Department of Economics
6106 Rockefeller Hall
Hanover, NH 03755
NBER Program Affiliations:
NBER Affiliation: Faculty Research Fellow
Institutional Affiliation: Dartmouth College
Information about this author at RePEc
NBER Working Papers and Publications
|February 2018||Team Formation and Performance: Evidence from Healthcare Referral Networks|
with Keith Marzilli Ericson, Kimberley H. Geissler, James B. Rebitzer: w24338
How does team structure affect productivity? We address this question with an application to healthcare by examining the teams that primary care physicians (PCPs) assemble when they refer patients to specialists. Our theoretical model analyzes how PCPs trade off costly coordination against beneficial specialization, predicting that coordination improves when PCPs concentrate their referrals within a smaller set of specialists. Empirically we find that patients of PCPs with concentrated referrals have lower healthcare costs. This effect exists for commercially insured and Medicare populations; is statistically and economically significant; and holds under identification strategies that account for unobserved patient and physician characteristics.
|January 2017||Fragmented Division of Labor and Healthcare Costs: Evidence from Moves Across Regions|
with Brigham Frandsen, James B. Rebitzer: w23078
Policies aiming to improve healthcare productivity often focus on reducing care fragmentation. Care fragmentation occurs when services are spread across many providers, potentially making coordination difficult. Using Medicare claims data, we analyze the effect of moving to a region with more fragmented care delivery. We find that 60% of regional variation in care fragmentation is independent of patients' individual demand for care and moving to a region with 1 SD higher fragmentation increases care utilization by 10%. When patients move to more fragmented regions, they increase their use of specialists and have fewer encounters with primary care physicians. More fragmented regions have more intensive care provision on many margins, including services sometimes associated with overutilizat...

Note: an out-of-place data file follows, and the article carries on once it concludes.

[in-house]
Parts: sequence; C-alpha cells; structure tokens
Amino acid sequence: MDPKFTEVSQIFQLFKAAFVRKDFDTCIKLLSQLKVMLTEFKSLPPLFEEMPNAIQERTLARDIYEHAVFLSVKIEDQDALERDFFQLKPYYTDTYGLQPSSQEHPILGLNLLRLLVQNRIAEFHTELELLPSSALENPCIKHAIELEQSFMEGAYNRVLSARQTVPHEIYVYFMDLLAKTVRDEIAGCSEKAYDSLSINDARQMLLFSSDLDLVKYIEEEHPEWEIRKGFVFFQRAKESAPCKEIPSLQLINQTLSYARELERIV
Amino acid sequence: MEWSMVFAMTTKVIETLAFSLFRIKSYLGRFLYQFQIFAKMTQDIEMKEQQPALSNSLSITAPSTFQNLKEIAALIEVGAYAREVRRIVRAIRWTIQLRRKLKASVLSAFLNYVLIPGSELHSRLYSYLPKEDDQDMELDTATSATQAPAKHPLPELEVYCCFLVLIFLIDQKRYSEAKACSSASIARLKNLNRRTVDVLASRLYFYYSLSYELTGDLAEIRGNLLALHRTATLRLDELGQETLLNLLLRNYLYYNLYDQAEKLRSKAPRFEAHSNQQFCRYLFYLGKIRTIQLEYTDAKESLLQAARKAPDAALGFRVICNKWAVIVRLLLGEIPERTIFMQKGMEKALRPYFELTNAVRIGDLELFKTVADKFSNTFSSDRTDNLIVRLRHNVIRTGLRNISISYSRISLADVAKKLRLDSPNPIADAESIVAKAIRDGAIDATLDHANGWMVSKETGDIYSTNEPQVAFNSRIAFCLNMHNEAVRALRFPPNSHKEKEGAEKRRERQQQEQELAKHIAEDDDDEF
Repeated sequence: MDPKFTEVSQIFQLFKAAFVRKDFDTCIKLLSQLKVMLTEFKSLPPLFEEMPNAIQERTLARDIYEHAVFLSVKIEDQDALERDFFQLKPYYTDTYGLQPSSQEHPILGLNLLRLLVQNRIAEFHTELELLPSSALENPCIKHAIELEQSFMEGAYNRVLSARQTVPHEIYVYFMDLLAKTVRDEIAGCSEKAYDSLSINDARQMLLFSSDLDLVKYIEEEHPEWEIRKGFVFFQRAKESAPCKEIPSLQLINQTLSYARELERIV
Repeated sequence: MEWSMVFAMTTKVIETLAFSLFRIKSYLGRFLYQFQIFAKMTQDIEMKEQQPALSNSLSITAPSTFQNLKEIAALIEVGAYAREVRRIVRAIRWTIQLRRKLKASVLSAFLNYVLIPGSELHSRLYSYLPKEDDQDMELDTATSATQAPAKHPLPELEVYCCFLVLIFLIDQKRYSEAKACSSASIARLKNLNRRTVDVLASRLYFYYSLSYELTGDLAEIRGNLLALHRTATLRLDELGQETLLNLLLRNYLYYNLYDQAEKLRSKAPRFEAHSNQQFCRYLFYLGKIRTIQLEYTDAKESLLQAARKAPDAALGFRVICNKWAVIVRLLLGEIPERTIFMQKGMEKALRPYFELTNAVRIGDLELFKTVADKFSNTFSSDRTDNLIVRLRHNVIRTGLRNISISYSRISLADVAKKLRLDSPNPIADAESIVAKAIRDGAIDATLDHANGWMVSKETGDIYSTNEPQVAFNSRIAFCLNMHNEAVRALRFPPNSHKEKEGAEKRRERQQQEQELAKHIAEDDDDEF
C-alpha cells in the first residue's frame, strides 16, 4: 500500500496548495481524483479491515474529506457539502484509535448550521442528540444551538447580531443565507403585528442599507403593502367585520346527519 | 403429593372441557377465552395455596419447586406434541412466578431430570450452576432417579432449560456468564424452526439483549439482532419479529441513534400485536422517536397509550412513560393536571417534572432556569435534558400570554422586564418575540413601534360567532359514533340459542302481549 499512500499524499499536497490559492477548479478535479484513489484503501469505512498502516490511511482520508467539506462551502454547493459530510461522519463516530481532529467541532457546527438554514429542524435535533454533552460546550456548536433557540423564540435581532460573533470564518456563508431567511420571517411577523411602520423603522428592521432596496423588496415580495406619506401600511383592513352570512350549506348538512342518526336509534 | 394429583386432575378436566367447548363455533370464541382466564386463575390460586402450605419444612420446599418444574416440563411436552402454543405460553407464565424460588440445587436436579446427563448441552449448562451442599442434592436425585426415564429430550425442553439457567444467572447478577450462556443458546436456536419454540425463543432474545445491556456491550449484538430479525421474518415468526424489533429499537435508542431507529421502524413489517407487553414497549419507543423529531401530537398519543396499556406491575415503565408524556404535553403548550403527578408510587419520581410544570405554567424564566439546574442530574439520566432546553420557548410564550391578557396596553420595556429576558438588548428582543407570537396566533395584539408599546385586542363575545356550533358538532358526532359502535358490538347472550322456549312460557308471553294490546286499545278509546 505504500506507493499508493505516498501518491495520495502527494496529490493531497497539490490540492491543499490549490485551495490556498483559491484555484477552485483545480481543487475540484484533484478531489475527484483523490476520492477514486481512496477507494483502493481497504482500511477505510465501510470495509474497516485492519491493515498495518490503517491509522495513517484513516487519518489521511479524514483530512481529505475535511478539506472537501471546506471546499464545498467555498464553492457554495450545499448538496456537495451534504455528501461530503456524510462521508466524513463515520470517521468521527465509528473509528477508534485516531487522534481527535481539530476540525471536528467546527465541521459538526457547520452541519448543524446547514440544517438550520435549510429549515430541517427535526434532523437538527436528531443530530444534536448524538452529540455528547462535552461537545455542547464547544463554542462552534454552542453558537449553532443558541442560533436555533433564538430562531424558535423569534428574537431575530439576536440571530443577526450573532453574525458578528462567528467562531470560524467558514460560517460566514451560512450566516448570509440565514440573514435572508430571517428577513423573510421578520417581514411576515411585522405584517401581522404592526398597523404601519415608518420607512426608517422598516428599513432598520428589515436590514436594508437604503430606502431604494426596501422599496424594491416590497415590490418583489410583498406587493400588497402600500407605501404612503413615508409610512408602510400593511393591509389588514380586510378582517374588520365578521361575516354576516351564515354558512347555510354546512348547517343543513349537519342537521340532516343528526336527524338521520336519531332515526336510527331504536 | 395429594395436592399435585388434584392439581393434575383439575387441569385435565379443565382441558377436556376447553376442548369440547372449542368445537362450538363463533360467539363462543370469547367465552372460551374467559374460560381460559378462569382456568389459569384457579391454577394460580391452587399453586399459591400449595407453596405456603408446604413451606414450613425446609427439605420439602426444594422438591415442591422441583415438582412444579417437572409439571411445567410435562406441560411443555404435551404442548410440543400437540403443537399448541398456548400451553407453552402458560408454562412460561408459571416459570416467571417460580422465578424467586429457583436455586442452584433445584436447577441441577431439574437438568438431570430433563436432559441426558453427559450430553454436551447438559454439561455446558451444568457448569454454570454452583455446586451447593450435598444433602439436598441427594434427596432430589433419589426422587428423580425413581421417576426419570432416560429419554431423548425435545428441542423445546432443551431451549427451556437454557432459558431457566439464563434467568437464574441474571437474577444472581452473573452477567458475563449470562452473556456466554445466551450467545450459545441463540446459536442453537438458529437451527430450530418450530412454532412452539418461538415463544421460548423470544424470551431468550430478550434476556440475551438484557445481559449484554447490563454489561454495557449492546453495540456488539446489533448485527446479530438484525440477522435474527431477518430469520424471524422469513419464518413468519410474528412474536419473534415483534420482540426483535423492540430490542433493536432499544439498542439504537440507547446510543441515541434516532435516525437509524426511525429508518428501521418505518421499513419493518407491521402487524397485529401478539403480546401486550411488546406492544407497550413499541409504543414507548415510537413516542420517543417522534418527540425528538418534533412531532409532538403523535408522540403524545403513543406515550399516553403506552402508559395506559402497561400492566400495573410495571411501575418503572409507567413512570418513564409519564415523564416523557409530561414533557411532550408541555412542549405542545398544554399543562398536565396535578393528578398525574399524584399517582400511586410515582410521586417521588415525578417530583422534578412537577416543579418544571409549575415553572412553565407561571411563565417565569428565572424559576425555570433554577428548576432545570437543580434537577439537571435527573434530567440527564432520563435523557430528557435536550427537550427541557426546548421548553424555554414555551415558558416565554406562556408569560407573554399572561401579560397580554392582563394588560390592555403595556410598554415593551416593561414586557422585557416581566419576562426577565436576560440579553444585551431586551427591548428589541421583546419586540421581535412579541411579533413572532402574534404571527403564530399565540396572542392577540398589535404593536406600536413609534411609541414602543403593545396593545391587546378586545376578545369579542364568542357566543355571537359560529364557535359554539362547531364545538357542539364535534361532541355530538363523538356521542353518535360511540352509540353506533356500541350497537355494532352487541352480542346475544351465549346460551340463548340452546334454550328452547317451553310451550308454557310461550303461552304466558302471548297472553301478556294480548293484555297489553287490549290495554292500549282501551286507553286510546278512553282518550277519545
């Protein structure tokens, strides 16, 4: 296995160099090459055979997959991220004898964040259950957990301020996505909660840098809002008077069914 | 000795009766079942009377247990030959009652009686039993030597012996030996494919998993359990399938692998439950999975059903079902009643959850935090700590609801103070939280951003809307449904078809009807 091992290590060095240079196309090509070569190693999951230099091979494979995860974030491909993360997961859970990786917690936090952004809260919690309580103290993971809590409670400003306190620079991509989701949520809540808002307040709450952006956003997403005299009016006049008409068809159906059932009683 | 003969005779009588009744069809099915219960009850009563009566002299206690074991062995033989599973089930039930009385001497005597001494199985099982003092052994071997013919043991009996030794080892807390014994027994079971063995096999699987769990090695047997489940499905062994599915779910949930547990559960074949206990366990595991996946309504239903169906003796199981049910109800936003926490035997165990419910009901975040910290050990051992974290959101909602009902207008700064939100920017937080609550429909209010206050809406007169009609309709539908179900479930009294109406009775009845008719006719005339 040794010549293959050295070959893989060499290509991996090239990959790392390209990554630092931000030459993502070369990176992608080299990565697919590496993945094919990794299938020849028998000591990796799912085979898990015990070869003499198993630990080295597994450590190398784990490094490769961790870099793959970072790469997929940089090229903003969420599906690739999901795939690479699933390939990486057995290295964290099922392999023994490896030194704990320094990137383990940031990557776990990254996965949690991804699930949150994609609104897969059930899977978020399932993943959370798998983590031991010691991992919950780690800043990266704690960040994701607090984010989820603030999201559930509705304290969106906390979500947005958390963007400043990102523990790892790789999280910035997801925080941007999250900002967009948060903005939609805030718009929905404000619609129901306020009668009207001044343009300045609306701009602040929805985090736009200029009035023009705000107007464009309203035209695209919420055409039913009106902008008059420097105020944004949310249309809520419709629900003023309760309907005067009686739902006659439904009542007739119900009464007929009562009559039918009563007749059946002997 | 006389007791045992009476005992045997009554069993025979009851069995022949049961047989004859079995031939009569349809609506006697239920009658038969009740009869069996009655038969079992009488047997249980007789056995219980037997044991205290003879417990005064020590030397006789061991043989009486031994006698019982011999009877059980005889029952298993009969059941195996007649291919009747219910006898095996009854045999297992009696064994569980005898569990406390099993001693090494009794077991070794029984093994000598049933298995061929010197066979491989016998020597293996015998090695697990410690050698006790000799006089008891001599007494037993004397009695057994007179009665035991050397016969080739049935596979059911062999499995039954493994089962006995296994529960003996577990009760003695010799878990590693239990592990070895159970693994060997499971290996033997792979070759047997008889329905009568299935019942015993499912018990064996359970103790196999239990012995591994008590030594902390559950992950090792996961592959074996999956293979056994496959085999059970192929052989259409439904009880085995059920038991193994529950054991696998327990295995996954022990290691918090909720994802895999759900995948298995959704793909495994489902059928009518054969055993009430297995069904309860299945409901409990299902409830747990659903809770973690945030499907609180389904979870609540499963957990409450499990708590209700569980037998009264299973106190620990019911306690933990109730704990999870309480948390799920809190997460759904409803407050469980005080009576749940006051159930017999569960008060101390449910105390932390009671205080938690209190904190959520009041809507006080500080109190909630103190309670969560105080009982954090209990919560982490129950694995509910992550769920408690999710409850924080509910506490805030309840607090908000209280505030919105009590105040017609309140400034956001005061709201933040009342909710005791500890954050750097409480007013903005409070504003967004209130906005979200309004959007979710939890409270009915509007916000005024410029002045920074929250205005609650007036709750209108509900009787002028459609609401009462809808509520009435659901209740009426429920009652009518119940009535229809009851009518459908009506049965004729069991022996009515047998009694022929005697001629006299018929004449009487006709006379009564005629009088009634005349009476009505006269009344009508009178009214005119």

Published: Leila Agha & Brigham Frandsen & James B. Rebitzer, 2019. "Fragmented division of labor and healthcare costs: Evidence from moves across regions," Journal of Public Economics, vol 169, pages 144-159. citation courtesy of
|January 2015||The Local Influence of Pioneer Investigators on Technology Adoption: Evidence from New Cancer Drugs|
with David Molitor: w20878
Local opinion leaders may play a key role in easing information frictions associated with technology adoption. This paper analyzes the influence of physician investigators who lead clinical trials for new cancer drugs. By comparing diffusion patterns across 21 new cancer drugs, we separate correlated regional demand for new technology from information spillovers. Patients in the lead investigator's region are initially 36% more likely to receive the new drug, but utilization converges within four years. We also find that “superstar ” physician authors, measured by trial role or citation history, have broader influence than less prominent authors.
Published: Leila Agha & David Molitor, 2018. "The Local Influence of Pioneer Investigators on Technology Adoption: Evidence from New Cancer Drugs," The Review of Economics and Statistics, vol 100(1), pages 29-44.
|March 2014||Negative Tests and the Efficiency of Medical Care: What Determines Heterogeneity in Imaging Behavior?|
with Jason Abaluck, Christopher Kabrhel, Ali Raja, Arjun Venkatesh: w19956
We develop a model of the efficiency of medical testing based on rates of negative CT scans for pulmonary embolism. The model is estimated using a 20% sample of Medicare claims from 2000- 2009. We document enormous across-doctor heterogeneity in testing decisions conditional on patient risk and show it explains the negative relationship between physicians' testing frequencies and test yields. Physicians in high spending regions test more low-risk patients. Under calibration assumptions, 84% of doctors test even when costs exceed expected benefits. Furthermore, doctors do not apply observables to target testing to the highest risk patients, substantially reducing simulated test yields.
Published: Abaluck, Jason, Leila Agha, Chris Kabrhel, Ali Raja, and Arjun Venkatesh. 2016. "The Determinants of Productivity in Medical Testing: Intensity and Allocation of Care." American Economic Review, 106 (12): 3730-64.